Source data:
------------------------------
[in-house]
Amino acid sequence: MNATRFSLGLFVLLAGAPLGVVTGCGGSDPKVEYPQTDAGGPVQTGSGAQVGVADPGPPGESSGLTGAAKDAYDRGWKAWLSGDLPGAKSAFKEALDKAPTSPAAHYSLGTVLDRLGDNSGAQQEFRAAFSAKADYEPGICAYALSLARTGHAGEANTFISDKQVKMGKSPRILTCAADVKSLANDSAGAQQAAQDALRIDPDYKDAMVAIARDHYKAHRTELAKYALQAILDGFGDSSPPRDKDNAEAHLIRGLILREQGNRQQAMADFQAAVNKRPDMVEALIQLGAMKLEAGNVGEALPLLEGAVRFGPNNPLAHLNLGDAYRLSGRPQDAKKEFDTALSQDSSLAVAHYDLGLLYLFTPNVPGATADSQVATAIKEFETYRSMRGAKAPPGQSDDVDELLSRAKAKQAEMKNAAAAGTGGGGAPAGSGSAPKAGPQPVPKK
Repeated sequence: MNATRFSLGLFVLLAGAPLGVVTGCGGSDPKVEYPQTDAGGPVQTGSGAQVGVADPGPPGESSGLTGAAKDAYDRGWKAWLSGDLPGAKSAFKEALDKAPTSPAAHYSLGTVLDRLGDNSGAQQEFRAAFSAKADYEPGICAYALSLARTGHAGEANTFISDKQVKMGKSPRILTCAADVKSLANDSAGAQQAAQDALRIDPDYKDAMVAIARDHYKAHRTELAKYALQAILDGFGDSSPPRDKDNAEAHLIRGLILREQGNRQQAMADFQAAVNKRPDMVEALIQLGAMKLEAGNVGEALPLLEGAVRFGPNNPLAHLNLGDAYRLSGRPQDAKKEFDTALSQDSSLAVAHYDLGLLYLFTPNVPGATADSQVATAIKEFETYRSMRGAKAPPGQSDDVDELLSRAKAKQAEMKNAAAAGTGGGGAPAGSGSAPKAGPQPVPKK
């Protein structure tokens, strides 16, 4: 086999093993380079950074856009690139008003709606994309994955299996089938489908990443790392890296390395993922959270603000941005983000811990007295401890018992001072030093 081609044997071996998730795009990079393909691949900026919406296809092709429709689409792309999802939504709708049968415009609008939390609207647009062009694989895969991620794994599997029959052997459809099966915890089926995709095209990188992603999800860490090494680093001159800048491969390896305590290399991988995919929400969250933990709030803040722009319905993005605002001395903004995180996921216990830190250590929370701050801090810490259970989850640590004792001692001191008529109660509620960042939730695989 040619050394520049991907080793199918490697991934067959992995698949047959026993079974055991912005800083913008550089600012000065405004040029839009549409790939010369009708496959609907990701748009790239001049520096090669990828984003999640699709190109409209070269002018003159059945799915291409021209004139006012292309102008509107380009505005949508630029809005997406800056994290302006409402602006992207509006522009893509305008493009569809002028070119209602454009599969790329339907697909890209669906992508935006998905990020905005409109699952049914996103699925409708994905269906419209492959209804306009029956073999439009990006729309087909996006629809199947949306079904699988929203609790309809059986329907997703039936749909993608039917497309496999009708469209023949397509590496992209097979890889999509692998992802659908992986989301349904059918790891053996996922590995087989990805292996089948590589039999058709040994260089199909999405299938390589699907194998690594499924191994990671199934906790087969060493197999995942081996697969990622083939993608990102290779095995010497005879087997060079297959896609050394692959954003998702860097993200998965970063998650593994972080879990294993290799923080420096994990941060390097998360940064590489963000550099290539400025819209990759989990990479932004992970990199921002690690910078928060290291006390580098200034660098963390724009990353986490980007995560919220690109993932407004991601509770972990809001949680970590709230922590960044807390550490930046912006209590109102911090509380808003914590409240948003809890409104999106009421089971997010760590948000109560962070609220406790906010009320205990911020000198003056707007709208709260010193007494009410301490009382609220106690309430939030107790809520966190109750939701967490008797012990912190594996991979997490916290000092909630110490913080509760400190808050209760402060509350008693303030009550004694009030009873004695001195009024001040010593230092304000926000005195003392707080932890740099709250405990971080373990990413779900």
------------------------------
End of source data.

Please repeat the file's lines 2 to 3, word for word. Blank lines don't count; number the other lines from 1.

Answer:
Amino acid sequence: MNATRFSLGLFVLLAGAPLGVVTGCGGSDPKVEYPQTDAGGPVQTGSGAQVGVADPGPPGESSGLTGAAKDAYDRGWKAWLSGDLPGAKSAFKEALDKAPTSPAAHYSLGTVLDRLGDNSGAQQEFRAAFSAKADYEPGICAYALSLARTGHAGEANTFISDKQVKMGKSPRILTCAADVKSLANDSAGAQQAAQDALRIDPDYKDAMVAIARDHYKAHRTELAKYALQAILDGFGDSSPPRDKDNAEAHLIRGLILREQGNRQQAMADFQAAVNKRPDMVEALIQLGAMKLEAGNVGEALPLLEGAVRFGPNNPLAHLNLGDAYRLSGRPQDAKKEFDTALSQDSSLAVAHYDLGLLYLFTPNVPGATADSQVATAIKEFETYRSMRGAKAPPGQSDDVDELLSRAKAKQAEMKNAAAAGTGGGGAPAGSGSAPKAGPQPVPKK
Repeated sequence: MNATRFSLGLFVLLAGAPLGVVTGCGGSDPKVEYPQTDAGGPVQTGSGAQVGVADPGPPGESSGLTGAAKDAYDRGWKAWLSGDLPGAKSAFKEALDKAPTSPAAHYSLGTVLDRLGDNSGAQQEFRAAFSAKADYEPGICAYALSLARTGHAGEANTFISDKQVKMGKSPRILTCAADVKSLANDSAGAQQAAQDALRIDPDYKDAMVAIARDHYKAHRTELAKYALQAILDGFGDSSPPRDKDNAEAHLIRGLILREQGNRQQAMADFQAAVNKRPDMVEALIQLGAMKLEAGNVGEALPLLEGAVRFGPNNPLAHLNLGDAYRLSGRPQDAKKEFDTALSQDSSLAVAHYDLGLLYLFTPNVPGATADSQVATAIKEFETYRSMRGAKAPPGQSDDVDELLSRAKAKQAEMKNAAAAGTGGGGAPAGSGSAPKAGPQPVPKK